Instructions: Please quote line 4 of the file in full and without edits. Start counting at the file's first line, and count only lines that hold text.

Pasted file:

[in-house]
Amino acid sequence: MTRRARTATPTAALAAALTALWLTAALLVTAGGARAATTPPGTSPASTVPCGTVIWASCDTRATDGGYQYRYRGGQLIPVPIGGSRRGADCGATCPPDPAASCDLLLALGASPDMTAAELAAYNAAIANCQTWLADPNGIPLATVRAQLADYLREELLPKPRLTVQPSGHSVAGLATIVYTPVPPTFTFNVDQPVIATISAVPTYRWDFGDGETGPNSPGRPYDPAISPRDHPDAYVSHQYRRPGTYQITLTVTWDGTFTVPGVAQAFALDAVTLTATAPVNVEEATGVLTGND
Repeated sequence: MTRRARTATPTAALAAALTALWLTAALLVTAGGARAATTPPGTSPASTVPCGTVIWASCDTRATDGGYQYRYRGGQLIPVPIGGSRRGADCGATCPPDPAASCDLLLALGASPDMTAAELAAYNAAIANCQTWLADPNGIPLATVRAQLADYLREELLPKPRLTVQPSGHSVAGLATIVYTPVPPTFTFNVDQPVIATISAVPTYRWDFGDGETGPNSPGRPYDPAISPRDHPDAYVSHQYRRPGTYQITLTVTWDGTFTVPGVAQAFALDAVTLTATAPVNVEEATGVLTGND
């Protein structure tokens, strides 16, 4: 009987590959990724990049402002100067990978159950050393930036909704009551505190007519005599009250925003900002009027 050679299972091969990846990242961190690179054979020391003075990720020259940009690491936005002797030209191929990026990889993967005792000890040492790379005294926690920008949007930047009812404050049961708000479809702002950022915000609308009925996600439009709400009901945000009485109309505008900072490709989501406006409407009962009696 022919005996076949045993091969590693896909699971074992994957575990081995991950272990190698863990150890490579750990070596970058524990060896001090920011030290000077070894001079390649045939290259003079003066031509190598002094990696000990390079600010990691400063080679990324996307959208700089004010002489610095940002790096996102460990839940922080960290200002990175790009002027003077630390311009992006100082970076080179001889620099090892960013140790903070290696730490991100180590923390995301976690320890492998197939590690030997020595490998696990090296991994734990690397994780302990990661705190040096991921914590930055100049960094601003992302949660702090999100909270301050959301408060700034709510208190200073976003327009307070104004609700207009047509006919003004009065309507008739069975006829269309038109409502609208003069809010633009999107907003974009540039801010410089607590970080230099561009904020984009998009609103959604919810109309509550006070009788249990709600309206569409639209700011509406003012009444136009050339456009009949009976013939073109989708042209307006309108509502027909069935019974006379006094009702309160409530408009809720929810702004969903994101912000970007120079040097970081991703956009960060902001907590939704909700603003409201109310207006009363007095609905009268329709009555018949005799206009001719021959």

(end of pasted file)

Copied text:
């Protein structure tokens, strides 16, 4: 009987590959990724990049402002100067990978159950050393930036909704009551505190007519005599009250925003900002009027 050679299972091969990846990242961190690179054979020391003075990720020259940009690491936005002797030209191929990026990889993967005792000890040492790379005294926690920008949007930047009812404050049961708000479809702002950022915000609308009925996600439009709400009901945000009485109309505008900072490709989501406006409407009962009696 022919005996076949045993091969590693896909699971074992994957575990081995991950272990190698863990150890490579750990070596970058524990060896001090920011030290000077070894001079390649045939290259003079003066031509190598002094990696000990390079600010990691400063080679990324996307959208700089004010002489610095940002790096996102460990839940922080960290200002990175790009002027003077630390311009992006100082970076080179001889620099090892960013140790903070290696730490991100180590923390995301976690320890492998197939590690030997020595490998696990090296991994734990690397994780302990990661705190040096991921914590930055100049960094601003992302949660702090999100909270301050959301408060700034709510208190200073976003327009307070104004609700207009047509006919003004009065309507008739069975006829269309038109409502609208003069809010633009999107907003974009540039801010410089607590970080230099561009904020984009998009609103959604919810109309509550006070009788249990709600309206569409639209700011509406003012009444136009050339456009009949009976013939073109989708042209307006309108509502027909069935019974006379006094009702309160409530408009809720929810702004969903994101912000970007120079040097970081991703956009960060902001907590939704909700603003409201109310207006009363007095609905009268329709009555018949005799206009001719021959």